Ali says ISIS is "probably consciously emulating" that historic example. He says their relative recruiting success is likely down to the fact that cash-flush ISIS -- which now calls itself simply "the Islamic State" after seizing a vast swath of territory spanning the Syria - Iraq border, "is better able to pay and equip fighters than most groups."

In addition, their victories on the battlefield "serve as 'proof', so to speak, of the correctness of its teaching and make it the most appealing group for a youth that feels that Islam needs to recover from a long series of historical defeats," says Ali.

"They have the most sophisticated and professional communication strategy I've seen," Ali tells CBS News. "The sense that the world is being forced to rally to stop them and push them back will probably help their recruiting in the future."

The recruitment process often begins on Twitter, or websites like ask.fm, where potential recruits anywhere in the world can make initial contact and ask basic questions about practical concerns, like travel and accommodation. According to experts, the conversation with prospective members quickly moves off those public forums to be conducted via Skype, e-mail, or smartphone messaging apps like Kik.

Questions for current ISIS members from potential recruits on Twitter and Ask.fm vary from: "Are borders getting tight?" (the answer: "It is still possible to get in") to issues around bringing spouses and whether it is possible to join the group if you have a disability.

The terror group's recruitment drive has become a major problem for Muslim leaders in the West, who find their communities targeted relentlessly by the slick propaganda churned out by media-savvy ISIS -- increasingly in English.

"It is scary no matter how you look at it," says Humera Khan, executive Director ofMuflehun, a Washington D.C.-based Muslim community organization that works to prevent radicalization.

Her organization tries to counter ISIS' message by monitoring social media to understand the multi-step process of radicalization, and by organizing workshops for teenagers to explain the difference between recruitment material and legitimate online debate and information on the tenets of Islam and Islamic law.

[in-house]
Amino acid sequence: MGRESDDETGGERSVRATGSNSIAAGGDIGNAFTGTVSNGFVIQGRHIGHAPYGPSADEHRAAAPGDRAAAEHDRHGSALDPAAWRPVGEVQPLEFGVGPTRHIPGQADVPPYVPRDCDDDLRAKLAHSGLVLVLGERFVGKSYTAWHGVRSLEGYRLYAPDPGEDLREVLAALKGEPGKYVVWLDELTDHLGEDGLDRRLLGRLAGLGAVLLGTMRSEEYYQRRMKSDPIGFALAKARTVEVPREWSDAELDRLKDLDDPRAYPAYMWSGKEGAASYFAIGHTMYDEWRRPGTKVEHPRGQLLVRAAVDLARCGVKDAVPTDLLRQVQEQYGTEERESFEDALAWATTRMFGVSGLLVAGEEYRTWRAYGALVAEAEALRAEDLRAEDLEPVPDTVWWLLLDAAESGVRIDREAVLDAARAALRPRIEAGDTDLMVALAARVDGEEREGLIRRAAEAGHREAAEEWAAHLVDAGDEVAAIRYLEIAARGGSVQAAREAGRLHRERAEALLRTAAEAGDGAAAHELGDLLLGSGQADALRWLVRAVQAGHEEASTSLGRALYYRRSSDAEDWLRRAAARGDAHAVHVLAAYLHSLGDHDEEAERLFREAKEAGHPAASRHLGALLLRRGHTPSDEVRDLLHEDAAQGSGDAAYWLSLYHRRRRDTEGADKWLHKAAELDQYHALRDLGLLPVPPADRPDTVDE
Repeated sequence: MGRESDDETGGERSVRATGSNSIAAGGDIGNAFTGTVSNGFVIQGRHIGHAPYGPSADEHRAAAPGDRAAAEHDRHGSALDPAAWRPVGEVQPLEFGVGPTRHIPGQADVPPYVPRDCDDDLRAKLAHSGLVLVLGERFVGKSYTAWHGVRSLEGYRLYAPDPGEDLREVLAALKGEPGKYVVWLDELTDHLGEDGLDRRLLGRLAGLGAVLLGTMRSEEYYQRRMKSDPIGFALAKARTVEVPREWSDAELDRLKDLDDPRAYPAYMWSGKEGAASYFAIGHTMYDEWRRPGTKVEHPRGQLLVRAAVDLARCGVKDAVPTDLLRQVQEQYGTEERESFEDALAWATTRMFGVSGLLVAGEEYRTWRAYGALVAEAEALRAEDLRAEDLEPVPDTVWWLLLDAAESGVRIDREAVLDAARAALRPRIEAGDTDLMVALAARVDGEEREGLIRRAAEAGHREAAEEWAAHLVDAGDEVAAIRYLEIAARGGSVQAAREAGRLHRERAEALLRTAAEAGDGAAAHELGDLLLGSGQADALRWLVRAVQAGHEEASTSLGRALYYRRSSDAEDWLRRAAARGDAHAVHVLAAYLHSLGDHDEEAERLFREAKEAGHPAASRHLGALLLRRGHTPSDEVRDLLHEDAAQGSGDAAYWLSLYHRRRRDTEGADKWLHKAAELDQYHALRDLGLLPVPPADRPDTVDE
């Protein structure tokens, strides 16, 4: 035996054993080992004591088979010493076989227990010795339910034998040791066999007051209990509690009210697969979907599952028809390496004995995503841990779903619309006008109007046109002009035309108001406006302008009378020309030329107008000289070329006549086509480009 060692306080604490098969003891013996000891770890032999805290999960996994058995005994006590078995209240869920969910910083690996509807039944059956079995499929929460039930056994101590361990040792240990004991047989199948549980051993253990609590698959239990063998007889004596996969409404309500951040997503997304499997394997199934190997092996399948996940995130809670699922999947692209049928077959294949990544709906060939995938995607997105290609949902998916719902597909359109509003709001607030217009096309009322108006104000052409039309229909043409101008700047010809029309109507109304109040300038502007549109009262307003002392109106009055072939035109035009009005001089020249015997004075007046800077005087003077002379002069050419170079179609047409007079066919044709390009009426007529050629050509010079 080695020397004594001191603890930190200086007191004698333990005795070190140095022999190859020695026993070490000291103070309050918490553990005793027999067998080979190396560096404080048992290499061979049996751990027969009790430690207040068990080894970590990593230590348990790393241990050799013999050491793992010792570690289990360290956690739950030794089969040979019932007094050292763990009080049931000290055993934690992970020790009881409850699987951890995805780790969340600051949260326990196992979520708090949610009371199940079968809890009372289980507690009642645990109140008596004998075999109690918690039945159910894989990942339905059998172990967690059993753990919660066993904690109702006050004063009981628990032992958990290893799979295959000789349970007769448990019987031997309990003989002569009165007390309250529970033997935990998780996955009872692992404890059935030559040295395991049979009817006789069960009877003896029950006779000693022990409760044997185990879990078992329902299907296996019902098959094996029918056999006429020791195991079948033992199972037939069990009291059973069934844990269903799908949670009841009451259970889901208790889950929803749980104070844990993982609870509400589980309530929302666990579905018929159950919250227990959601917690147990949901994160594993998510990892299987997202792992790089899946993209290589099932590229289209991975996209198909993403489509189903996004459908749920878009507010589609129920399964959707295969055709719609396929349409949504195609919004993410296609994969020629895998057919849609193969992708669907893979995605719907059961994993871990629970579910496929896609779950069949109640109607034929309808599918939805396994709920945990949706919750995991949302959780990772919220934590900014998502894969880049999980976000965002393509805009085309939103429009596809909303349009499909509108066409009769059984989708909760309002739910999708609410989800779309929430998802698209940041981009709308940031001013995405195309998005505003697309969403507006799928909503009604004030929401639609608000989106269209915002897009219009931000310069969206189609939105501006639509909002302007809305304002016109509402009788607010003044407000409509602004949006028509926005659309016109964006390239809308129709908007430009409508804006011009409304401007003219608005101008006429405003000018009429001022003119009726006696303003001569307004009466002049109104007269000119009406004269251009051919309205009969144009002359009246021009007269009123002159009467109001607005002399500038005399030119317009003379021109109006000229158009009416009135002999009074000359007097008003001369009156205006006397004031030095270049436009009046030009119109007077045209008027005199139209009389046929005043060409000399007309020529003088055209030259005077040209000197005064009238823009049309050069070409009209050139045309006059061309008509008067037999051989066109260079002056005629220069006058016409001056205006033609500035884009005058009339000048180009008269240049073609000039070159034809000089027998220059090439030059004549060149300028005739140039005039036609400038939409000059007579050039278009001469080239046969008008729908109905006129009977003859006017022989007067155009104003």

Khan's organization is also setting up online safety workshops for parents, so they can help to protect their children from the long arms of Islamic radicals on the internet. The things to look out for, she says, "are the same as with the kids getting involved in gangs, drugs, or any of the social vices."

She says parents need to look out for any significant shift in their child's behavior; isolation, withdrawing from their usual activities, and or suddenly looking for more privacy.

"If you see some shift, get help, don't ignore it," she says. "If they start hiding from you, saying, 'I went to this study group but I can't tell you what I talked about, that should be a red flag," says Khan.

She estimates that about 140 youth from the U.S. have traveled to Syria and Iraq to join extremist groups, including ISIS. U.S. officials haven't given firm numbers, but intelligence agencies believe as many as a dozen Americans have joined ISIS alone.

The U.S. government is also trying its hand at counter-propaganda, seeking to prevent radicalization and recruitment before it takes root in young minds.

The State Department released a video on social media at the end of August with the opening line: "Run. Do not walk to ISIS land," followed by images from ISIS' own graphic videos showing the destruction of a mosque, and execution, beheading, and crucifixion of other Muslims. The video ends with the line: "Think again. Turn away," the name of the State Department's online counterpropaganda initiative.